Re: CNR 1917-1920 design Dominion cars (5-foot door)


Stafford Swain <sswain@...>
 

Hi:

The CNR cars Don Valentine is talking about below are the 16,750 later 5-foot door cars delivered to (1) the old Intercolonial (IRC)) and (2) then new Transcontinental divisions of the Canadian Government Railways, (3) the Canadian Northern, and (4) as Canadian Nationallettered cars all between late 1917 and 1920. Essentially, they could be viewed as a product of a Canadian federal government bail-out of the financial collapse of most the Canadian railway system (except for the CPR) and the creation of the CNR, so let's call them the "CNR 1917-1920 design Dominion (or Fowler) cars".

These cars were all built to a seemingly homogenous design which had features which varied from the earlier cars of the CPR (or at least the vast majority of same) and the Intercolonial Railway's CPR Phase III clones.

A key "spotting" difference (in my view) would be the "parallel" side diagonals as opposed to the "non-parallel" side diagonals of the overwhelming majority of CPR cars and all the early (pre-1916 built) Intercolonial and CGR-Transcontinental cars 5-foor door. This "non-parallel" side diagonal feature of most (if not all) early 5-foot door cars has been well-rendered in the Westerfield models.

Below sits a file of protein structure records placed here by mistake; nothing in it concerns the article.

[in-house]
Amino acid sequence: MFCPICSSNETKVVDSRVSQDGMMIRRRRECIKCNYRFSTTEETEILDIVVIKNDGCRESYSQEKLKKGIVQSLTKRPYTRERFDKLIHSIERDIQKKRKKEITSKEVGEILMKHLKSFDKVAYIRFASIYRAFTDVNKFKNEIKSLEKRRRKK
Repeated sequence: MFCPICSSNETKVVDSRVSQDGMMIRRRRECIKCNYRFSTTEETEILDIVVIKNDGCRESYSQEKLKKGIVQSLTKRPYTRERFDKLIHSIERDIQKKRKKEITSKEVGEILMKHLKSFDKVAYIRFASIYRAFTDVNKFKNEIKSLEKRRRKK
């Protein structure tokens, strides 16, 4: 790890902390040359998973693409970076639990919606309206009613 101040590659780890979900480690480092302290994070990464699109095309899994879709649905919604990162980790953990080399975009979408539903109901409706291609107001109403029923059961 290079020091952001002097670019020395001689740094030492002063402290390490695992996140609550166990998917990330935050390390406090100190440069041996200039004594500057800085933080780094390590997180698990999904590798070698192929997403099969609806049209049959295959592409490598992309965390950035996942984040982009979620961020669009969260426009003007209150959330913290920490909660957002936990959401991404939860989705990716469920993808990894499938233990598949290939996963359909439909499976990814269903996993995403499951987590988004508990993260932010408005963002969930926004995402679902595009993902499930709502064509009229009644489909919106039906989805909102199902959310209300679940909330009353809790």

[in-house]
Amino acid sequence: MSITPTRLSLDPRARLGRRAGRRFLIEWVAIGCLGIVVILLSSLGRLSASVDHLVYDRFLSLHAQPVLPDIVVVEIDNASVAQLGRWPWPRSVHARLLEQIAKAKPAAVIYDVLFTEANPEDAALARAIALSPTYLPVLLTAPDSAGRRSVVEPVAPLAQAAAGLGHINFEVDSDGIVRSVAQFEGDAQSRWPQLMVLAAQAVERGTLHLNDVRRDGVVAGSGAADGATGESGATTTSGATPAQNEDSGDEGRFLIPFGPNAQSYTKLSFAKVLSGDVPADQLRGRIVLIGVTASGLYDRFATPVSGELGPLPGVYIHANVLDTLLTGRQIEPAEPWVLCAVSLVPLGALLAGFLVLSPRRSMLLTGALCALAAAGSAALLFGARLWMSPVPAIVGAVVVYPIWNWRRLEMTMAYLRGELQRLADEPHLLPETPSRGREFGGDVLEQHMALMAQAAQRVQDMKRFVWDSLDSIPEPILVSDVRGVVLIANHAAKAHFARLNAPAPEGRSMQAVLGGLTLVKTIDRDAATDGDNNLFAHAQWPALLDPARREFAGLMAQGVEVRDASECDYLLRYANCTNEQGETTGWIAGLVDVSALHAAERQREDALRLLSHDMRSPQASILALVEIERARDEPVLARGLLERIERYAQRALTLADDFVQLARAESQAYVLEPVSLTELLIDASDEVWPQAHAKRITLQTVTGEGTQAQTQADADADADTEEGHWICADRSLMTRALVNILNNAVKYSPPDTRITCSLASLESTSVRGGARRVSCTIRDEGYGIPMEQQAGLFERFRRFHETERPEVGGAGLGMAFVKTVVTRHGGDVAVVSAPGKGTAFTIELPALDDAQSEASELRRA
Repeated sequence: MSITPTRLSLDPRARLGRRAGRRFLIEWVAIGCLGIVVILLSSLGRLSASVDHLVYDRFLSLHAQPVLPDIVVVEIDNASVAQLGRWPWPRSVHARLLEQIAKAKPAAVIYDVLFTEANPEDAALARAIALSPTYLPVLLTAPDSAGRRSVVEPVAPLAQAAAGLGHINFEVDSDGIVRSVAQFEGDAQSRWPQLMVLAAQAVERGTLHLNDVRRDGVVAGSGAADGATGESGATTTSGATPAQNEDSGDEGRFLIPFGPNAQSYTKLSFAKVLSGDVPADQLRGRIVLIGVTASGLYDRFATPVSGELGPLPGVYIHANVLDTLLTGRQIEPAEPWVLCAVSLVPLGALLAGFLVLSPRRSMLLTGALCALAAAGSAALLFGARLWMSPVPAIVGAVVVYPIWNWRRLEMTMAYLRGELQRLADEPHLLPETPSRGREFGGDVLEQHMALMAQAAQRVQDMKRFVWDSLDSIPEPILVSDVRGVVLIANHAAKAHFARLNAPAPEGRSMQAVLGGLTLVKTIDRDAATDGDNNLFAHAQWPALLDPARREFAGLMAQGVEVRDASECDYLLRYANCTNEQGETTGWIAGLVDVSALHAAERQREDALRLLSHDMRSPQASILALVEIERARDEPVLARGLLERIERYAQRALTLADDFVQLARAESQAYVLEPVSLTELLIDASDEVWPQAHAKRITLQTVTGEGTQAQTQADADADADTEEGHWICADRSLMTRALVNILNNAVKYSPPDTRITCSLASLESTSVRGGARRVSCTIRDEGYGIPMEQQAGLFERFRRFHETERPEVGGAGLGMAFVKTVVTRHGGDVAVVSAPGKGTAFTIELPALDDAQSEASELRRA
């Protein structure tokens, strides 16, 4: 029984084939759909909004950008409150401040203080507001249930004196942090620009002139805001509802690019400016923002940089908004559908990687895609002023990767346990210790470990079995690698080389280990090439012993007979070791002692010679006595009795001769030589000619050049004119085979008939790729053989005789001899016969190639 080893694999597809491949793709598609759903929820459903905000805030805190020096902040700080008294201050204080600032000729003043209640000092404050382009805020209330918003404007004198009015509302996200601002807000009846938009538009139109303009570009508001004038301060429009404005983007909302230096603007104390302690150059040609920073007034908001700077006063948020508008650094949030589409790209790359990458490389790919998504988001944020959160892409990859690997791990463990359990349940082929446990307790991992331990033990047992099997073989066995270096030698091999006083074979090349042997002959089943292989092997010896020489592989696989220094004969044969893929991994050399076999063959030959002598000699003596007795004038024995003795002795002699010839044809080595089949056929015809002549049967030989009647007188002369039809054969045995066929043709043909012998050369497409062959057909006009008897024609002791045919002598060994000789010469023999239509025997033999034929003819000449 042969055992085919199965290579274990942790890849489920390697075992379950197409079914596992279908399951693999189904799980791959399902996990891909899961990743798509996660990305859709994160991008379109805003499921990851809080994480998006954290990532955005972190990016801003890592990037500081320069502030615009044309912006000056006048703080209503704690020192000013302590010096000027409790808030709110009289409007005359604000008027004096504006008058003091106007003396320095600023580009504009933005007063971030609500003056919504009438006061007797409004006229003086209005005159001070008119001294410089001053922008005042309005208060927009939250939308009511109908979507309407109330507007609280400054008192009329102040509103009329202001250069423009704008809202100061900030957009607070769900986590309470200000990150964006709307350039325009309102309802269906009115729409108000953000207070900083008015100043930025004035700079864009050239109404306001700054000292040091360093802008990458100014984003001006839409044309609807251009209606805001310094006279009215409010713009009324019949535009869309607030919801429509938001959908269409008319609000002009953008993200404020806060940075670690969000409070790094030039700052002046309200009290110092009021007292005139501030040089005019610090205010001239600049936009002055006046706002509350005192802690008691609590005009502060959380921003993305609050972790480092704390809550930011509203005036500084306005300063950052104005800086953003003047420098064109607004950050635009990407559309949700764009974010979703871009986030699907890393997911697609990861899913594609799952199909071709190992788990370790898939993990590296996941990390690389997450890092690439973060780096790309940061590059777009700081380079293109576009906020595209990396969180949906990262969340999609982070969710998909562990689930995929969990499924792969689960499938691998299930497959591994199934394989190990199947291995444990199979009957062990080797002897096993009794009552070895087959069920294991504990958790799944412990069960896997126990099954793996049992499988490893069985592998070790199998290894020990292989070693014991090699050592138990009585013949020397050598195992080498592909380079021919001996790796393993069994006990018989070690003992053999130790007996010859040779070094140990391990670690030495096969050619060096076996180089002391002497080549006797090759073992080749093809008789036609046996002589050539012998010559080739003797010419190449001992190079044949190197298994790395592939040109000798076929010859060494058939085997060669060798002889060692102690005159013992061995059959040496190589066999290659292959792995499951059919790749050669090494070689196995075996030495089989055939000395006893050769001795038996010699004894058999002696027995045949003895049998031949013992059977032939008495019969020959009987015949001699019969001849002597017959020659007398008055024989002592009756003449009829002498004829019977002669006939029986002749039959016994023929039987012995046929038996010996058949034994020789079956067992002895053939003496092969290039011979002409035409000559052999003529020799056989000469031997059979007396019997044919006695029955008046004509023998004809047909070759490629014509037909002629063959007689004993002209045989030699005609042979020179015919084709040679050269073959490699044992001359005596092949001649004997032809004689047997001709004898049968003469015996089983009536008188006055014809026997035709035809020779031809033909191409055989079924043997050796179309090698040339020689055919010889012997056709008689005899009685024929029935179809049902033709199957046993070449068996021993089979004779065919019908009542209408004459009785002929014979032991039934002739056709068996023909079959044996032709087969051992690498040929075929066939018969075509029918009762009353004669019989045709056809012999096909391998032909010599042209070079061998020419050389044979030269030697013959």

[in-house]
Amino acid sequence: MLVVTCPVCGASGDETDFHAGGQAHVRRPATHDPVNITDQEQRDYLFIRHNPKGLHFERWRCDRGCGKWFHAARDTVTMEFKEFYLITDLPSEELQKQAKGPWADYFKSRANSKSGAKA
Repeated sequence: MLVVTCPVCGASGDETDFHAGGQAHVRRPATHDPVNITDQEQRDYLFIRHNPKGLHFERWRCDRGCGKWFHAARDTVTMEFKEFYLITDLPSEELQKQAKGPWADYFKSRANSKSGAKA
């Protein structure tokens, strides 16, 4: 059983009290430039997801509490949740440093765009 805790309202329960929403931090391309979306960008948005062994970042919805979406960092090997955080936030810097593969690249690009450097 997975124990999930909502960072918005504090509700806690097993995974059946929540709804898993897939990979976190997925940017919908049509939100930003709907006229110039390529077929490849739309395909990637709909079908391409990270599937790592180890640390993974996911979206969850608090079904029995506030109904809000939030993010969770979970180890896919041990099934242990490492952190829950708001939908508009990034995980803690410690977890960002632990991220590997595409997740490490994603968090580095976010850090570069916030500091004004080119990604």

IMHO a second key "spotting" difference (which emulates the 40-foot 1916 cars of the CGR [aka the Storzek resin kit] is the use of a "board-width" steel horizontal tie-brace halfway up the car side between the corner post and the nearest inboard vertical post. While this horizontal brace is arguably a minor feature, it is quite obvious in many in-service photos. Thus, it is often a good way to identify these cars in photos where the road number isn't visible.

In summary, the CNR 1917-1920 design Dominion cars are both different enough from the earlier 5-foot door cars and significant enough in fleet size numbers, that they merit separate treatment if accuracy is the goal.

A condensed roster for these cars (never published by MM for reasons that remain unknown) goes as follows.

402000-402499 (500 cars) 1918 NSC nee CNor 80000-80998 (even # only)
402500-405999 (3,500 cars) 1919 CC&F nee CNor 81000-87998 (even # only)
406000-406999 (1,000 cars) 1919 NSC nee CNor 88000-89998 (even # only)
(407000-407810 earlier design 1913-1915 built IRC cars and unused numbers)
407811-408810 (1,000 cars) 1918 CC&F nee CGR/IRC 81611-82610
408811-410110 (1,000 cars) 1918 ECC nee CGR/IRC 82611-83610
(numbers 409293-409592 in the above series were not used by the CNR)
410111-411110 (1,000 cars) 1919 CC&F nee CGR/IRC 82611-83610
(411150-412149 earlier design 1915 built CGR cars)